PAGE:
Benn’s book details the struggle and awkwardness but, ultimately, the empowerment that erupts in the conversations had between mothers and daughters. Sex, relationships, the media, pornography, the elusive female orgasm... Not topics for those prone to blushing. The awesome foursome spoke passionately about what it is we should be telling our daughters, often contradicting each other, frequently profound, occasionally depressing but unanimously honest.
The whole thing got me scratching my chin about what I’d be telling my daughter about the world, if she were here now in 2014 (and of an appropriate age for such conversations). But it’s not the first time I’ve considered it: in 2012 myself and my dearest pal Rhiannon organised an International Women’s Day showcase at our students’ union. We included Vagina Monologues passages, poetry, singing and three of us wrote letters to our daughters. It seemed so easy at the time. Mine was filled with gutsy 'girl power' rhetoric – you can achieve anything you set your sights on, don’t let no manz tell you different grrrl, and for the love of god, the hair under your armpits is SUPPOSED to be there amiriiiiiight. Just two years ago, that felt so authentic, so bloody revolutionary – but I’m not so sure my message would be the same now. The ages of 21 and 23 don’t seem like such a gigantic leap but when you’ve spent a year as one of only two women at the helm of a 22,000 strong students’ union, received violent threats after talking about equality, had a misogynistic 'parody' twitter account dedicated to you, and been reduced to your “sweet arse” by a colleague and peer, the whole “you can do anything, sista!” discourse just doesn’t seem so relevant. Or true.

So I’ve changed my mind. I don’t want to fill my hypothetical daughter’s head with sassy feel-good mantras; I want to prepare her for the complete and utter BS she’s inevitably going to face, and give her the insight to reject it. I’m sure if that was the flavour of my performance piece two years ago, I would have been met with 300 pairs of eyes, agog and horrified. So I guess it’s a good job it’s taken me this long to figure it out. So here goes.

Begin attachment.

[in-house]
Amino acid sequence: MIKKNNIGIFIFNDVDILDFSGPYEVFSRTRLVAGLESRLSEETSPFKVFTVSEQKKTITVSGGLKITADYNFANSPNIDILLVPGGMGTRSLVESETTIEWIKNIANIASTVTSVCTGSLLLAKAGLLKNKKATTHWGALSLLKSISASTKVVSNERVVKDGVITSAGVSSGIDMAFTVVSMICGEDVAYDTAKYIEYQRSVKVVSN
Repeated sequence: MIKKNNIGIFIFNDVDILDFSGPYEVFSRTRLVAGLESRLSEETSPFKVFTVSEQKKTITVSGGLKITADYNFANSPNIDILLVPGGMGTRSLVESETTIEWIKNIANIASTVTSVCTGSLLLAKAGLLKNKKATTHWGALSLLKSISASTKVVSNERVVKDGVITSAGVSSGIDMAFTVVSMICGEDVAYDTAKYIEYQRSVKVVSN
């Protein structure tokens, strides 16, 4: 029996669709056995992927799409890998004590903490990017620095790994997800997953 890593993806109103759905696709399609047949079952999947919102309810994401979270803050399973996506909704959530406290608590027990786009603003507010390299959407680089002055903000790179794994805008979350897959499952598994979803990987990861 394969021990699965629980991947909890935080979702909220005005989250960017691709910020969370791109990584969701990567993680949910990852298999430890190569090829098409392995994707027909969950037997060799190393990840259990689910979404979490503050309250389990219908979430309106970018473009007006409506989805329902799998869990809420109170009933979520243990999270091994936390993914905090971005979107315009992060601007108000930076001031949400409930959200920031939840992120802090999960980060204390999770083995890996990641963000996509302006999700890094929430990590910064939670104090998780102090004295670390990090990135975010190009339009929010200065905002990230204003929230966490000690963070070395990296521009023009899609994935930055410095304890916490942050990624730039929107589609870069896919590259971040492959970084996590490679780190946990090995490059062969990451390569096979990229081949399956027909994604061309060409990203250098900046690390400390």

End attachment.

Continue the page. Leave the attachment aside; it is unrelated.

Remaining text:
The biggest lie you’ll ever be told is that men like sex more than women, or that men have needs to fulfil that women simply don’t have. This is a lie fed to you by films, tv shows, songs, your friends and pretty much any type of media that is driven by men – male writers, male producers, male directors, or just males themselves. The idea that men have “needs” that women don’t feel legitimises the imbalance felt by women in heterosexual relationships; it also legitimises male infidelity and partially legitimises rape and sexual assault. “Men have urges, they can’t control them, they are biologically wired to sow their seed”: this notion that male sexuality has a superior significance does women a huge injustice. At best, women miss out on sexual pleasure and at worst, men feel entitlement over women’s bodies and rape is normalised behaviour. But this isn’t just about women: this idea does a disservice to men too. Thoughtful, kind, passionate and exceedingly well-evolved men. The men who will work their tongues off trying to overcome centuries of female sexual oppression (and make up for lost time) by spending Frank Ocean’s entire album going down on you. The men who stand alongside you at protests over a woman’s right to a free, safe abortion. The men who fancy you loads but who’ll walk you home after a drunken night out, tuck you into bed, then see themselves out. Men are not brutish thugs who rape and pillage – we’ve evolved, get with the programme. But “boys will be boys” and we allow and expect them to behave this way so, of course, some will.
Just to clarify that point: your sexual pleasures and desires are equally as important as a man’s. Your lust is as strong, as potent and as natural. Those who tell you differently are afraid of what women could do if collectively we all realised this. Because there would be hell to pay. Or, more likely, we’d all become lesbians. If you’re a lesbian by the way, I’m totally down with that. I dig chicks.

A sexual relationship should be entirely reciprocal – if they’re coming, you should be too. It may take longer and result in some mild jaw cramping, but that’s the price we all pay for equality. If you’re not having a wild (and safe) time, find someone else to have special cuddles with. Trust me, you really don’t want to be missing out.